DOE Announces $28M Award for Wind Energy

Department of Energy announced that in order to advance wind energy in the U.S., 13 projects had been selected to receive $28 million.

Department of Energy announced that in order to advance wind energy in the U.S., 13 projects had been selected to receive $28 million.




WASHINGTON - The U.S. Department of Energy announced that in order to advance wind energy in the U.S., 13 projects have been selected to receive $28 million. Project topics focus on technology development while covering distributed, offshore and utility-scale wind found on land.

The selections were announced by the DOE’s Assistant Secretary for the Office of Energy Efficiency and Renewable Energy, Daniel R.

Simmons, at the American Wind Energy Association Offshore Windpower Conference in Boston.

 

Wind Project Awards

According to the DOE, four Wind Innovations for Rural Economic Development projects will receive a total of $6 million to go toward supporting rural utilities via facilitating research that will allow wind projects to integrate with other distributed energy resources.

These endeavors include:

Bergey WindPower (Norman, Oklahoma) working on developing a standardized distributed wind/battery/generator micro-grid system for rural utilities;

Electric Power Research Institute (Palo Alto, California) working on developing modeling and operations for wind energy and battery storage technologies that can both help boost wind energy and facilitate rural grid stability;

Iowa State University (Ames, Iowa) working on optimization models and control algorithms to help rural utilities balance wind and other energy resources; and

The National Rural Electric Cooperative Association (Arlington, Virginia) providing the development of standardized wind engineering options to help rural-area adoption of wind.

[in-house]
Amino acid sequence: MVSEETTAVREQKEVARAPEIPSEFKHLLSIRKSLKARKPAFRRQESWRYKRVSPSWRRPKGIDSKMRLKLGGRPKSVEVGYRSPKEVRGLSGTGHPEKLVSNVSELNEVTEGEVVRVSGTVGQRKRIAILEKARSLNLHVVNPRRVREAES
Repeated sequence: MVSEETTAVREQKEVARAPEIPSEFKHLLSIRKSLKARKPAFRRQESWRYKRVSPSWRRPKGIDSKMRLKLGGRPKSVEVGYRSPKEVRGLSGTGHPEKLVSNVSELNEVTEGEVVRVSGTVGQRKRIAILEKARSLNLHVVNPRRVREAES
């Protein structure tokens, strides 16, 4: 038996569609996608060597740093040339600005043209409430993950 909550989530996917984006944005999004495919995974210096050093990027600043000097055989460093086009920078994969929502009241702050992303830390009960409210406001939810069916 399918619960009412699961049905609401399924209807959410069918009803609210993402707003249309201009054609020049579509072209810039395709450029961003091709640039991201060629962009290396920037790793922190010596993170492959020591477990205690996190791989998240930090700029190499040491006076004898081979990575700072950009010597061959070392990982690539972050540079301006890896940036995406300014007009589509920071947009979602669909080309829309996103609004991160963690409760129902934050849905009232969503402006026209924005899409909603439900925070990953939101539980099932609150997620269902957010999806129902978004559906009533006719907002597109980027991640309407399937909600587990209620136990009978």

Another six projects are to receive a total of $7 million to facilitate research and development in offshore wind, with these projects including:

Clemson University (North Charleston, South Carolina) improving offshore-scale wind turbine nacelle testing via a “hardware-in-the-loop capability enabling concurrent mechanical, electrical and controller testing on the 7.5-megawatt dynamometer at its Wind Turbine Drivetrain Testing Facility”; and

The Massachusetts Clean Energy Center (Boston) upgrading its Wind Technology Testing Center to facilitate structural testing of 85- to 120-meter-long (roughly 278- to 393-foot-long) blades, among other projects.

Additionally, two offshore wind technology demonstration projects will receive up to $10 million for developing initiatives connected to reducing wind energy risk and cost. One last project will also be granted $5 million for the development of tall tower technology that can help overcome restrictions associated with transportation.

“These projects will be instrumental in driving down technology costs and increasing consumer options for wind across the United States as part of our comprehensive energy portfolio,” said Simmons.



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